Wednesday, January 24, 2001,
Chandigarh, India


Jawalamukhi temple

Recently I visited the Jawalamukhi temple in Himachal Pradesh. I was disappointed to see its condition. The temple is extremely dirty and one tries to avoid walking barefoot as the floor is sticky with all kinds of offerings. Heaps of garbetge lie around the temple and give out a stink. The presence of animals such as goats and dogs add to the filth.

What hurt me the most was the attitude of the pujaris, Most of them were rude and unhelpful to the visitors.

This famous temple is visited by people from all over the country. The authorities concerned should look into the matter and set things right.




New districts in Himachal

Your editorial on new Himachal districts has rightly pointed out that carving out four or five new districts in Himachal Pradesh will be a luxury rather than a necessity. Perhaps the Himachal Government has taken the cue from Haryana and Punjab without taking into account its economic health. The Himachal Government should in fact pay heed to its industry, health and education of the people, and its road transport system in which serious accidents take place every now and then, claiming precious lives. The creation of four more districts will involve an additional expenditure of Rs 20 crore. Where will this big among come from when the state is already in deficit?

It will be advisable for the ministers to move out of their bungalows and visit the remote corners of the state to remove public grievances. The Chief Minister should also visit the districts and talk to the people face to face. There should be no political reason to cut the size of districts where the opposition is in a majority.



Unfair surcharge

The Himachal Pradesh Government has imposed winter surcharge on the consumption of electricity above 300 units per month at a flat rate of Rs 2.25 per unit. This surcharge adversely affects people living at high altitude, forced as they are to use more electricity during these cold months. Earlier, people used to burn wood for this purpose, but of late they were encouraged to use electricity to save the forest wealth. Now the Government has suddenly imposed this unfair levy.

Winter surcharge has also hit children, women and old persons. They are being denied the use of hot water for bathing and washing. In many a home the use of electrical heaters has been discontinued. Old persons remain in bed to keep themselves warm and many of them have fallen ill on account of restricted movement and cold interiors.

The HPSEB claims to collect Rs 7 crore from this surcharge. The board would earn more revenue by enhancing the tariff by just 10 praise per unit. That would be just and equitable and would not hit badly the tribals living in the high hills.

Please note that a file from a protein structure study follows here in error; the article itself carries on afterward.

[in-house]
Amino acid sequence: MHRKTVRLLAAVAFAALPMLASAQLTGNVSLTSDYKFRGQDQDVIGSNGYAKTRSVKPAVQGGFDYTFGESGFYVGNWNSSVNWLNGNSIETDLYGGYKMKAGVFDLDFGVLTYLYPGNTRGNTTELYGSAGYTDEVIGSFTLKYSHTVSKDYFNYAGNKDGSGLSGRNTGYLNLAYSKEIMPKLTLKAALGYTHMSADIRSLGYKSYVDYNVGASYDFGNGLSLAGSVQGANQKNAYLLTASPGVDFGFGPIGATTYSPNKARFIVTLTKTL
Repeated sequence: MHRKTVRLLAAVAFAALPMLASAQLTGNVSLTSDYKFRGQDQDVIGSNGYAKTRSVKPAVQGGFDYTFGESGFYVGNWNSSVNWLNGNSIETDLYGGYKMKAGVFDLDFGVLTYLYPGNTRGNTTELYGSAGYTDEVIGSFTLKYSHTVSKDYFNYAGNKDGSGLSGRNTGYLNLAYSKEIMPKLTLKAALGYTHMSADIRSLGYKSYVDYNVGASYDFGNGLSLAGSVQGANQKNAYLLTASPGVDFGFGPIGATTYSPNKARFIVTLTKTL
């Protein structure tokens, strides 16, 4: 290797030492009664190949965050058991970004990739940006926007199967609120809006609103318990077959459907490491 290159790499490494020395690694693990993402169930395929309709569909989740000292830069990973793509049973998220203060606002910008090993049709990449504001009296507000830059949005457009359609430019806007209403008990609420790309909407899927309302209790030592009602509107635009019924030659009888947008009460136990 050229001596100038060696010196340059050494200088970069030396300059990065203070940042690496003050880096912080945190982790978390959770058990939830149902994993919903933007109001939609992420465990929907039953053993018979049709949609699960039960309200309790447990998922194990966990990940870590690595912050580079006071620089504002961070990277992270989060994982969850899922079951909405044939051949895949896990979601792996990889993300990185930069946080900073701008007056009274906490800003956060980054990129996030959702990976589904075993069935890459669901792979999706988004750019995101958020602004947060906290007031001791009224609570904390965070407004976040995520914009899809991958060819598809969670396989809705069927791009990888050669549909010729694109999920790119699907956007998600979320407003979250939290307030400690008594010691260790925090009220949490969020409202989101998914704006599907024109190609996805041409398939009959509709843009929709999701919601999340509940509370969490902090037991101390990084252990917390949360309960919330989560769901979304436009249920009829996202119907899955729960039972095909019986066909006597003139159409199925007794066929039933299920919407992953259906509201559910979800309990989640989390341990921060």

The surcharge is economically unfair, administratively inept and politically suicidal.



Indian Diaspora

This refers to the article 'Recognising Indian diaspora's contribution' by Mr Surinder Kumar Singla (Tribune Jan. 7). The Government spends crores on producing engineers, doctors and other professionals every year but the services of these brilliant professionals are being utilised by other countries. It is certainly a loss to our country. Our hardworking professionals are excelling abroad because they are exposed to modern techniques and technology which help them grow in their professions. Such facilities are lacking in our country. Growing population, unemployment and low wages are the major factors which force our skilled workers to go abroad. Once they settle there, they hardly like to return to India. In such circumstance, can we expect them to contribute significantly to the development of our country? They can surely bridge the gap between their motherland and the world by bringing knowledge of new technology to India.




One rank, one pension

In March 2000, the Defence Minister announced at Anandpur Sahib that the principle of one rank, one pension had been accepted and orders would be issued soon. So far the orders are nowhere in sight.

Bureaucrats cleverly watered down the Government's orders last time by allowing pensions at the minimum of the current scales of pay. Now they appear to be working on a final solution. By the time it comes, the last of the beneficiaries may have proceeded to the next world.


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